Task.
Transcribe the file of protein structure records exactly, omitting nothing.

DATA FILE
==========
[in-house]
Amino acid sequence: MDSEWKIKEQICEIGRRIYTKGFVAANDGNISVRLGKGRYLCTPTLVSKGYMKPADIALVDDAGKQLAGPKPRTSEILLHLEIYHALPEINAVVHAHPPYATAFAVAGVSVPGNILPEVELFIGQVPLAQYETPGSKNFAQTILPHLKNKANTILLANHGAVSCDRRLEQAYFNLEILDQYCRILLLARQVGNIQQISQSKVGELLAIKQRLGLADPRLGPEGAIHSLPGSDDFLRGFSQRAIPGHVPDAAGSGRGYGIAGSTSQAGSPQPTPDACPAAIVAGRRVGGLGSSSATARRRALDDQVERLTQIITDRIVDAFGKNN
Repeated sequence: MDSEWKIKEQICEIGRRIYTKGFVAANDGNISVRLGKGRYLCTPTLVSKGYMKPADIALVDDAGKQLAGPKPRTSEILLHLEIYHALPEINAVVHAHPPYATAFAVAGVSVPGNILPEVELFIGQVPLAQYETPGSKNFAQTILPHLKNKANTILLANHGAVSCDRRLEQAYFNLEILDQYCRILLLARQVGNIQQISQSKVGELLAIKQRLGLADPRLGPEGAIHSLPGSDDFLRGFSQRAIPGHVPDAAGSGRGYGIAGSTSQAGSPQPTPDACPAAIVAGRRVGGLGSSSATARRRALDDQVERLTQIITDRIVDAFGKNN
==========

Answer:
[in-house]
Amino acid sequence: MDSEWKIKEQICEIGRRIYTKGFVAANDGNISVRLGKGRYLCTPTLVSKGYMKPADIALVDDAGKQLAGPKPRTSEILLHLEIYHALPEINAVVHAHPPYATAFAVAGVSVPGNILPEVELFIGQVPLAQYETPGSKNFAQTILPHLKNKANTILLANHGAVSCDRRLEQAYFNLEILDQYCRILLLARQVGNIQQISQSKVGELLAIKQRLGLADPRLGPEGAIHSLPGSDDFLRGFSQRAIPGHVPDAAGSGRGYGIAGSTSQAGSPQPTPDACPAAIVAGRRVGGLGSSSATARRRALDDQVERLTQIITDRIVDAFGKNN
Repeated sequence: MDSEWKIKEQICEIGRRIYTKGFVAANDGNISVRLGKGRYLCTPTLVSKGYMKPADIALVDDAGKQLAGPKPRTSEILLHLEIYHALPEINAVVHAHPPYATAFAVAGVSVPGNILPEVELFIGQVPLAQYETPGSKNFAQTILPHLKNKANTILLANHGAVSCDRRLEQAYFNLEILDQYCRILLLARQVGNIQQISQSKVGELLAIKQRLGLADPRLGPEGAIHSLPGSDDFLRGFSQRAIPGHVPDAAGSGRGYGIAGSTSQAGSPQPTPDACPAAIVAGRRVGGLGSSSATARRRALDDQVERLTQIITDRIVDAFGKNN